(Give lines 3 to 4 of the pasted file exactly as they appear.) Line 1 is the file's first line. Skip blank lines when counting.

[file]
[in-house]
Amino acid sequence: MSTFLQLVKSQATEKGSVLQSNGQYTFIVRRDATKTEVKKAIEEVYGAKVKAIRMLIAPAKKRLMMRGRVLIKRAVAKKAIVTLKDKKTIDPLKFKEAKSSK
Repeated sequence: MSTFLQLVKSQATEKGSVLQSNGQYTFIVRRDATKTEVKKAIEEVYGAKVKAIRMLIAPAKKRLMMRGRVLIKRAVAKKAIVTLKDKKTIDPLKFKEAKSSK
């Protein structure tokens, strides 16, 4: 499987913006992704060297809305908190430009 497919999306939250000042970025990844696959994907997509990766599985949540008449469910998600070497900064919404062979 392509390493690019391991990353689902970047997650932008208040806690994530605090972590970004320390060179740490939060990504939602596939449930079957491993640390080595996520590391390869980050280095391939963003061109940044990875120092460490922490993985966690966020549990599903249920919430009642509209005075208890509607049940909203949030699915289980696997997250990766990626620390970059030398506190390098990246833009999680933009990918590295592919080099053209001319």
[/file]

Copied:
Repeated sequence: MSTFLQLVKSQATEKGSVLQSNGQYTFIVRRDATKTEVKKAIEEVYGAKVKAIRMLIAPAKKRLMMRGRVLIKRAVAKKAIVTLKDKKTIDPLKFKEAKSSK
């Protein structure tokens, strides 16, 4: 499987913006992704060297809305908190430009 497919999306939250000042970025990844696959994907997509990766599985949540008449469910998600070497900064919404062979 392509390493690019391991990353689902970047997650932008208040806690994530605090972590970004320390060179740490939060990504939602596939449930079957491993640390080595996520590391390869980050280095391939963003061109940044990875120092460490922490993985966690966020549990599903249920919430009642509209005075208890509607049940909203949030699915289980696997997250990766990626620390970059030398506190390098990246833009999680933009990918590295592919080099053209001319």